Being able to gather mahinga kai and improving the quality of local waterways are key issues for Kaiapoi business owner John Cooke who has recently joined the Waimakariri Zone Committee as a Ngāi Tūāhuriri representative.
“I went to the public meetings last year to learn more about the issues facing our streams and rivers and decided to get involved. I am from a traditional fishing family and gathering mahinga kai is really important for us.”
John remembers an abundance of fish in local rivers when he was younger along with higher flows of water.
“In my lifetime the availability of whitebait and other fish has become less and less. We had a lot more water in the rivers too. My brothers have been fishing since they were about nine years old and it’s really concerning to see the lack of fish in our rivers these days.”
For John, mahinga kai gathering is not just about collecting food, but is the means of passing on culture and history to the next generation.
“Being able to go out there and learn about our culture by taking part in traditional activities is how we teach the younger ones about our history. If the water is polluted and we don’t have any fish, then it’s impossible.”
Waimakariri Irrigation Limited (WIL) CEO Brent Walton says protecting and enhancing mahinga kai values is an important focus for shareholders.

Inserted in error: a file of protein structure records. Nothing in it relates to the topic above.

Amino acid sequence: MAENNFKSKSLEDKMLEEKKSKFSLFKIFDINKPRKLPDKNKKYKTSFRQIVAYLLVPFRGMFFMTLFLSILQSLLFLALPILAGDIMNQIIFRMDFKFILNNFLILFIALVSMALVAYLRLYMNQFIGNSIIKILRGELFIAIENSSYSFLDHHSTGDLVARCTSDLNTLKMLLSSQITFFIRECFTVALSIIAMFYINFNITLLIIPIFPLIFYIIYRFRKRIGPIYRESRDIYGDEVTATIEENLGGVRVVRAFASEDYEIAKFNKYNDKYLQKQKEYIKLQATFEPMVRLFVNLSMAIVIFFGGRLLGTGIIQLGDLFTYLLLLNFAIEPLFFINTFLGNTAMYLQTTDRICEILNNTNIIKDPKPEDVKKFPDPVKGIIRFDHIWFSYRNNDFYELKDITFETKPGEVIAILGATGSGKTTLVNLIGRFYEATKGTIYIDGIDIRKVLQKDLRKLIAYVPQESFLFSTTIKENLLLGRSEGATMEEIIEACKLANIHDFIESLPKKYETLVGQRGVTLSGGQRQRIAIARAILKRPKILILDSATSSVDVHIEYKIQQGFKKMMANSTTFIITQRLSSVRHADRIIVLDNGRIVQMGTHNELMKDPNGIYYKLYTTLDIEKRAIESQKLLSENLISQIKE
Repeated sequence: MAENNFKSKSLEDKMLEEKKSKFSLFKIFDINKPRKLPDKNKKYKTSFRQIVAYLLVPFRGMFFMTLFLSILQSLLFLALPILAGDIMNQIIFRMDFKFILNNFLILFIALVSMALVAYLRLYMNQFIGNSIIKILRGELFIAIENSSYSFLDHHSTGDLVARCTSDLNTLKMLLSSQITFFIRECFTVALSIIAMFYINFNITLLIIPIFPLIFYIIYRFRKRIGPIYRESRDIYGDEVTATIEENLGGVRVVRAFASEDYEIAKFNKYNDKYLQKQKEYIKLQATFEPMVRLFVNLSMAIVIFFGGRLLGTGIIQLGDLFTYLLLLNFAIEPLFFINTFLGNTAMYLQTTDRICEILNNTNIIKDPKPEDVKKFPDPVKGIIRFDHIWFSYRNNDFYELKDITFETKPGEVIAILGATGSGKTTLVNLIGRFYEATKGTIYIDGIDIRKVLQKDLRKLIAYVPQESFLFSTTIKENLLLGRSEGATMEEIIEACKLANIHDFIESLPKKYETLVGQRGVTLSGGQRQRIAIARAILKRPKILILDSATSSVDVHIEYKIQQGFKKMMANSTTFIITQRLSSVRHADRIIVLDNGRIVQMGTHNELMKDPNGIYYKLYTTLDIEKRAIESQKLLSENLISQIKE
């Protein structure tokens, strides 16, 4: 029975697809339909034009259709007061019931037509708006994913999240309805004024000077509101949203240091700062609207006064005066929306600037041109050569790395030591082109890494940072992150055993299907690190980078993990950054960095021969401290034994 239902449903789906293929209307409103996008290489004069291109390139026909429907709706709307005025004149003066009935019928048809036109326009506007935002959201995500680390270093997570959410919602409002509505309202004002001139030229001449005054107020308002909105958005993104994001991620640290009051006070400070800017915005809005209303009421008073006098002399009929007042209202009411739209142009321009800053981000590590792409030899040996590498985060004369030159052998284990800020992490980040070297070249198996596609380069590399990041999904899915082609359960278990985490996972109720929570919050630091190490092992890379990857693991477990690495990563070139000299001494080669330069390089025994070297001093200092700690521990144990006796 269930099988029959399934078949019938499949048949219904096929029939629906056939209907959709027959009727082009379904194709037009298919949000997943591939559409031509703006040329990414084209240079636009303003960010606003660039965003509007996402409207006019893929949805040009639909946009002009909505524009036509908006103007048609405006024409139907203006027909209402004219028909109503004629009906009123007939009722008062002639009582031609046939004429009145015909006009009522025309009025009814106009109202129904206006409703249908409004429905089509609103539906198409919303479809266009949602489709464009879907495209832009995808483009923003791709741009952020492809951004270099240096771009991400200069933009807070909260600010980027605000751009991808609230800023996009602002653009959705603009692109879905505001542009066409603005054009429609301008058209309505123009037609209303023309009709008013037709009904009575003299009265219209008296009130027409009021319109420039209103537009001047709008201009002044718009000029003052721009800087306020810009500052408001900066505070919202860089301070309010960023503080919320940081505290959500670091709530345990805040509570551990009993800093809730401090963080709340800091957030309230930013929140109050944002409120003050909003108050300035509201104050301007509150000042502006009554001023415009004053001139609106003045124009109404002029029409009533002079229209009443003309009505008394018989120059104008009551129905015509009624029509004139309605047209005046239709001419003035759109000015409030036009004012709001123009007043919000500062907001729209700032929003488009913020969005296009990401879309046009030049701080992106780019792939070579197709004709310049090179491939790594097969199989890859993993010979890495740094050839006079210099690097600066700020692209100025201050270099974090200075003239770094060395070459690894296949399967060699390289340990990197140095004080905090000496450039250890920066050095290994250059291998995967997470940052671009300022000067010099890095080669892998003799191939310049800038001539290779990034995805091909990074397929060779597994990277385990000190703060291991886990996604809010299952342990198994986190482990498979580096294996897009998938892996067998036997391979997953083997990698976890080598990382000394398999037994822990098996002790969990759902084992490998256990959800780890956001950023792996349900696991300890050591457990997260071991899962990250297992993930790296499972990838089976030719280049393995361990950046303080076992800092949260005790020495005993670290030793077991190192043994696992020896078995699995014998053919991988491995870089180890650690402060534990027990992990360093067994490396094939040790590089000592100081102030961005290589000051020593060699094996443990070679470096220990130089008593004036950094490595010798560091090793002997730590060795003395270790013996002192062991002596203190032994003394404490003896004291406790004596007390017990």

“Under PC5 we are obliged to meet an additional target relating to the management and enhancement of sites which contain mahinga kai. WIL is working closely with shareholders to help them understand these new requirements and we’re confident that they will be able to protect and enhance these sites.
“For us, it’s not just an obligation, it’s something we’re passionate about as mahinga kai is important for all of us. Our Burgess’s Stream biodiversity project will look at how we can improve in-stream cultural and eco-system values.”
Having a variety of people from different backgrounds involved in the zone committee is a positive for John, along with access to technical and scientific material to understand complex issues facing streams and rivers.
“Everyone who is involved is positive and wants to improve local waterways. We all have the same ultimate goal. It’s a good forum to hear people’s concerns and we have great resources available to us.”
For John, the timeframe for making changes is concerning as he would like to see new limits introduced faster and farmers who are already doing the right thing to be acknowledged.
“Our feeling is that the timeline is too long. We need to move faster. I would also like to see some incentives for farmers who have already reduced their levels of nitrates.”
John is looking forward to upcoming site visits to see progress being made at Silverstream and believes that the catchment management plans will be a positive vehicle for change.
“Getting out there and seeing what’s being done is really important. Looking at key issues from a local level with the catchment plans will help us make progress towards improving our streams and rivers.”